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Can I say this: "To spank my shoulder when needed" or "to spank on my shoulder when I'm down in life"? Is there a way instead not using spank? Is there any other way to express the same feeling?

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closed as not a real question by aedia λ, JSBձոգչ, kiamlaluno, jwpat7, Daniel Jan 10 '12 at 1:24

It's difficult to tell what is being asked here. This question is ambiguous, vague, incomplete, overly broad, or rhetorical and cannot be reasonably answered in its current form. For help clarifying this question so that it can be reopened, visit the help center.If this question can be reworded to fit the rules in the help center, please edit the question.

Please explain: what is the feeling? – Matt E. Эллен Jan 9 '12 at 14:39
What I mean is ...when you are disappointed in life, you need some one to spank on your shoulder( in the way of encouraging by giving moral support) – raj Jan 9 '12 at 14:44
SHould be pat on the shoulder – z7sg Ѫ Jan 9 '12 at 14:45
The connotations for 'spanking' are really only for the rear end and for mild corporal punishment for children. And pretty much nothing else. – Mitch Jan 9 '12 at 15:13
@Mitch: There's a whole slew of NSFW (Not Safe For Work) things you could find online related to spanking and have nothing to do with corporal punishment for children. – FrustratedWithFormsDesigner Jan 9 '12 at 15:17

There is some confusion here between several idioms. First, never spank anyone on anything as spanking is a mild form of corporal punishment and I'm sure you don't mean that.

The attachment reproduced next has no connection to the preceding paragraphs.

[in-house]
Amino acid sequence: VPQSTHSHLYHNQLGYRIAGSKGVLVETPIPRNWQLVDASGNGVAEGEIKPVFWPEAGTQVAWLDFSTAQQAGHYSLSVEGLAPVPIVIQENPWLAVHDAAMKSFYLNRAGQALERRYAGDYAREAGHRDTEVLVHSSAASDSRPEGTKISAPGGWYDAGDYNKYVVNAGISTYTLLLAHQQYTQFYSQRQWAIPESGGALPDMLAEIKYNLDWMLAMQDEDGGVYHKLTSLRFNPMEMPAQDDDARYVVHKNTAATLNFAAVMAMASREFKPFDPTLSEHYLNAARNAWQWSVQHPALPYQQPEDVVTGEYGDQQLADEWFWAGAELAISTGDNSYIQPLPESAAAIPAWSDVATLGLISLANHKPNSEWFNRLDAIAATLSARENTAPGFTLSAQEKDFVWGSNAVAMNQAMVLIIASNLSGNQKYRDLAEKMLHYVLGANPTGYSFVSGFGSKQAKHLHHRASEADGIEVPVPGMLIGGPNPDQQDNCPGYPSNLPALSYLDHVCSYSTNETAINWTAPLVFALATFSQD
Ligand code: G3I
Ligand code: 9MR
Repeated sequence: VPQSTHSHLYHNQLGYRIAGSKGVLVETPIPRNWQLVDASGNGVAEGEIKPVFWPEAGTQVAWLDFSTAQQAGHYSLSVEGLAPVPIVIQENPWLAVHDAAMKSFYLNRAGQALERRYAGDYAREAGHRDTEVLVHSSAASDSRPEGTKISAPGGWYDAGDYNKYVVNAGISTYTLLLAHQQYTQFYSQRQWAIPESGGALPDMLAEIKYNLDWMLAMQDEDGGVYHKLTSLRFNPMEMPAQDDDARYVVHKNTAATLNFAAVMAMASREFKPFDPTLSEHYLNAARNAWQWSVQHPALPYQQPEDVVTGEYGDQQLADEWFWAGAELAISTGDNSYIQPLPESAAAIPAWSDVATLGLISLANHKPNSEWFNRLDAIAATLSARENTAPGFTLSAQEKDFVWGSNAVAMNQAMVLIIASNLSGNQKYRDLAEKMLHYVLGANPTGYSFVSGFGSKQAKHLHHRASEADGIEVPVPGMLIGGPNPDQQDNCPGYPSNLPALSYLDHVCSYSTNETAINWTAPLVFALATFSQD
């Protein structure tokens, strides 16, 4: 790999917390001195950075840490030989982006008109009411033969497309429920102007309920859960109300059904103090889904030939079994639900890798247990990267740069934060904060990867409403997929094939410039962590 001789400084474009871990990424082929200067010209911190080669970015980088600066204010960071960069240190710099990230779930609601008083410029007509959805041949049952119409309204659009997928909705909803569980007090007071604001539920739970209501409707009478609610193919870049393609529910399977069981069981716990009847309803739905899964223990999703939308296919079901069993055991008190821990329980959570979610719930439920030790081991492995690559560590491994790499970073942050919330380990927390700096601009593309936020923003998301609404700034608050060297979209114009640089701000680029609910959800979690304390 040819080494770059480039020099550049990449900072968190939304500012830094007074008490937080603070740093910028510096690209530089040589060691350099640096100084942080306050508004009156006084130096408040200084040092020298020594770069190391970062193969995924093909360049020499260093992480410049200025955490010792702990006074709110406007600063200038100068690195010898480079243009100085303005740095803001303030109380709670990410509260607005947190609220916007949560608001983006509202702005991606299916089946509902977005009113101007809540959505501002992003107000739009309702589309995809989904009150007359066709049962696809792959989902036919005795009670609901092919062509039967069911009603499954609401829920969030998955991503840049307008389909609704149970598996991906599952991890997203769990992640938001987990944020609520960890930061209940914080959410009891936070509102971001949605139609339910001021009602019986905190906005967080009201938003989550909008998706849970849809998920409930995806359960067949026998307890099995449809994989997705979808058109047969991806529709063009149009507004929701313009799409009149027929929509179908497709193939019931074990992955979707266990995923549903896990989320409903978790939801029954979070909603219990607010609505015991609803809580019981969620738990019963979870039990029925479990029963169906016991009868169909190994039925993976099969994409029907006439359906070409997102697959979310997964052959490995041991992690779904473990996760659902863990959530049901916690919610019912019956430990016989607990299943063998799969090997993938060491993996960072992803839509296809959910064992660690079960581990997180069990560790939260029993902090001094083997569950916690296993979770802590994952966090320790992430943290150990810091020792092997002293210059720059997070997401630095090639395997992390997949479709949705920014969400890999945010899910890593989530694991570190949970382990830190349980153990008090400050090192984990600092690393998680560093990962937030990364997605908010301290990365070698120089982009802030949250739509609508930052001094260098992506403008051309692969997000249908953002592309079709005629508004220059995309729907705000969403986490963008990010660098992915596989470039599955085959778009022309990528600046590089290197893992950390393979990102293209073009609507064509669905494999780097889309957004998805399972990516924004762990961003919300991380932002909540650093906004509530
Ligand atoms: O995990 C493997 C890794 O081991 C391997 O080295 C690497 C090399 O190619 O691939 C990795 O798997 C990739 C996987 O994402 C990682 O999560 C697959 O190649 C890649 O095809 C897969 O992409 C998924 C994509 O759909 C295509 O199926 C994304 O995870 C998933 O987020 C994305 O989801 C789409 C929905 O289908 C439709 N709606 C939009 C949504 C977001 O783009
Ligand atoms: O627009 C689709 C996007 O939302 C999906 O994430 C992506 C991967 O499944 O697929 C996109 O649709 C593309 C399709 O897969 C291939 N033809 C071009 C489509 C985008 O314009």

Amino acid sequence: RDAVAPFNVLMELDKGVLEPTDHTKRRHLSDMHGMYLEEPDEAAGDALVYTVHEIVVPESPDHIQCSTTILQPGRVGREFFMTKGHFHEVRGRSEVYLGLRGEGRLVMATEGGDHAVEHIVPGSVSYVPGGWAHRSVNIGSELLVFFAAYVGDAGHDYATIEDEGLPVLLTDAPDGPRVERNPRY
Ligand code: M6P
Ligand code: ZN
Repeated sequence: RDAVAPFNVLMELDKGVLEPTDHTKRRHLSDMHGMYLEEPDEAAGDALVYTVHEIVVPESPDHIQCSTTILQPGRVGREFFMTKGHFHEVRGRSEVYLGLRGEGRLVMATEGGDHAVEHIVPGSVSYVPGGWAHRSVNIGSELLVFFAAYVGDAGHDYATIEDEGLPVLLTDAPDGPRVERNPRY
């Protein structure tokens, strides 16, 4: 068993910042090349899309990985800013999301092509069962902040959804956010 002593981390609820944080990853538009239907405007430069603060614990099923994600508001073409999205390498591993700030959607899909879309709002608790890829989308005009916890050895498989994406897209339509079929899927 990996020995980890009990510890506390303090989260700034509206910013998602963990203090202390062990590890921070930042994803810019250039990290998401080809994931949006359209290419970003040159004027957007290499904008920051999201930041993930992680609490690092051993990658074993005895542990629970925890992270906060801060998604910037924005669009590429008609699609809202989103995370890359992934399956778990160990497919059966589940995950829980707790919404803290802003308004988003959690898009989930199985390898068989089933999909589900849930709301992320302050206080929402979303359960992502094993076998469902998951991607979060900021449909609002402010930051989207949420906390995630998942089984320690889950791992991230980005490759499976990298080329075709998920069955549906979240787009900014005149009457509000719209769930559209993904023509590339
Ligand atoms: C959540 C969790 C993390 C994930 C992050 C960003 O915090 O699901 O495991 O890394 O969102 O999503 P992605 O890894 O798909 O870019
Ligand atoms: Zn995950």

a pat on the back is giving someone praise

a pat on the shoulder is a consolatory gesture (I think this is the one you are thinking of)

a tap on the shoulder is either simply getting someone's attention, or calling someone up for promotion or some other more important duty

There isn't really a physical difference between a pat on the back or a pat on the shoulder, it's all about context, but in English we use two phrases to differentiate between the two intentions.

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You would not say "Spank your shoulder".

I think you are thinking of "Pat your back" or "Pat you on the back".

"A word or gesture of praise or approval: received a pat on the back for doing a good job."

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If the motion is light, I'd go for a "pat on the shoulder". For example, the kind of thing you'd give a friend to console them after their loss. If it's more percussive, I think I'd go for a "clap on the shoulder", such as you might give someone right before they head out onto the field for a game. As noted above, "spank" contains much different associations which I doubt are what you're aiming for.

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